Dental Coverage under the ACA: Marketplace Rule Would Give States the Opportunity to Expand Coverage

By Zeynep Çelik, JoAnn Volk, Lindsay Cox, and Kevin Lucia

Dental care is an important element of comprehensive health care. Oral health impacts job opportunities and children’s success in school, and dental complications, if left untreated, can lead to negative health outcomes and even death. Inability to pay is a major obstacle to dental care, making insurance a key factor in access to dental services. Adults are more likely to face challenges accessing dental care compared to children. These discrepancies are exacerbated by racial disparities that are getting worse over time, with Black and Hispanic Americans continuing to face the highest level of unmet dental care needs.

The Affordable Care Act (ACA) recognized the importance of oral health to children’s development and learning outcomes, requiring coverage of pediatric dental services in many commercial plans, but the law had less of an impact on adult dental coverage. The Biden administration, recognizing that improved access to dental care supports oral health, overall health, and health equity for adults, recently proposed a change to federal rules that could expand adult dental coverage.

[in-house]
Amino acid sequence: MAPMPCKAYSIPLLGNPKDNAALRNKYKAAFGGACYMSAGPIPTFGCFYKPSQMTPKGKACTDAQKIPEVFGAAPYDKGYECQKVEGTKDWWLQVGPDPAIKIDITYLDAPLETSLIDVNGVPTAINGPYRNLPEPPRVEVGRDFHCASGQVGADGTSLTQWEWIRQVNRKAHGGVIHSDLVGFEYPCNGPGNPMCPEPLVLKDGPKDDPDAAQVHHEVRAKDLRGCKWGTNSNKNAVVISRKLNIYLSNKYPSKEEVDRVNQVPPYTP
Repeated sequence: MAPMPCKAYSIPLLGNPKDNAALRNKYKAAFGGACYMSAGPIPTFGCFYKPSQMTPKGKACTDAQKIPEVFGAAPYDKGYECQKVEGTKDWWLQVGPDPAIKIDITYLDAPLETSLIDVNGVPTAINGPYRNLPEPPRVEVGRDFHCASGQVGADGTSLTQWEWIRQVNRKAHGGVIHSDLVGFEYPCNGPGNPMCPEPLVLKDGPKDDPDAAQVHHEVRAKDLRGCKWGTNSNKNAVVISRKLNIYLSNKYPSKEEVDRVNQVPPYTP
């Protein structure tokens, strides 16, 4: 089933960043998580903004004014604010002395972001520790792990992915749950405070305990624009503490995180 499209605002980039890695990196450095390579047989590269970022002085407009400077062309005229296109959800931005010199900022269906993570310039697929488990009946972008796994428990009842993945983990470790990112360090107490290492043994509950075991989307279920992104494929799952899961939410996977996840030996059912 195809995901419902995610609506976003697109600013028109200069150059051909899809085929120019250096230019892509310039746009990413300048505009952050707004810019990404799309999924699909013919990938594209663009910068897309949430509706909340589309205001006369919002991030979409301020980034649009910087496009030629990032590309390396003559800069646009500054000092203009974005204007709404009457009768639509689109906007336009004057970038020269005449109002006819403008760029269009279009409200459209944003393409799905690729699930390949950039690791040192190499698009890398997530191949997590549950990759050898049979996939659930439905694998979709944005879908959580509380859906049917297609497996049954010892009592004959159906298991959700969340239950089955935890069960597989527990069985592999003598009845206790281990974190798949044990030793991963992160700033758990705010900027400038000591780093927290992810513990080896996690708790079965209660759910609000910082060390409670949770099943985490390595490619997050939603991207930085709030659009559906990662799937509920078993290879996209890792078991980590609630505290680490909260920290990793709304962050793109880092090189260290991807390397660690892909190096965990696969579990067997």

In this blog, the first in a series for CHIRblog on dental coverage in the Marketplaces, we summarize the legal framework of dental coverage and discuss potentially forthcoming changes under the proposed Notice of Benefit and Payment Parameters for 2025.  

The ACA’s Limited Dental Coverage Requirement

Pediatric Dental Coverage

Pediatric dental services are one of the ten essential health benefits (EHBs) that qualified health plans (QHPs) offered in the individual and small group markets must cover, including plans sold through the ACA’s Marketplaces. However, the ACA does not require QHPs to embed pediatric dental benefits in the underlying health plan. Instead, these plans may forgo all dental benefits so long as there is a stand-alone dental plan (SADP) available on the Marketplace, unless state policy otherwise compels QHPs to include pediatric dental services.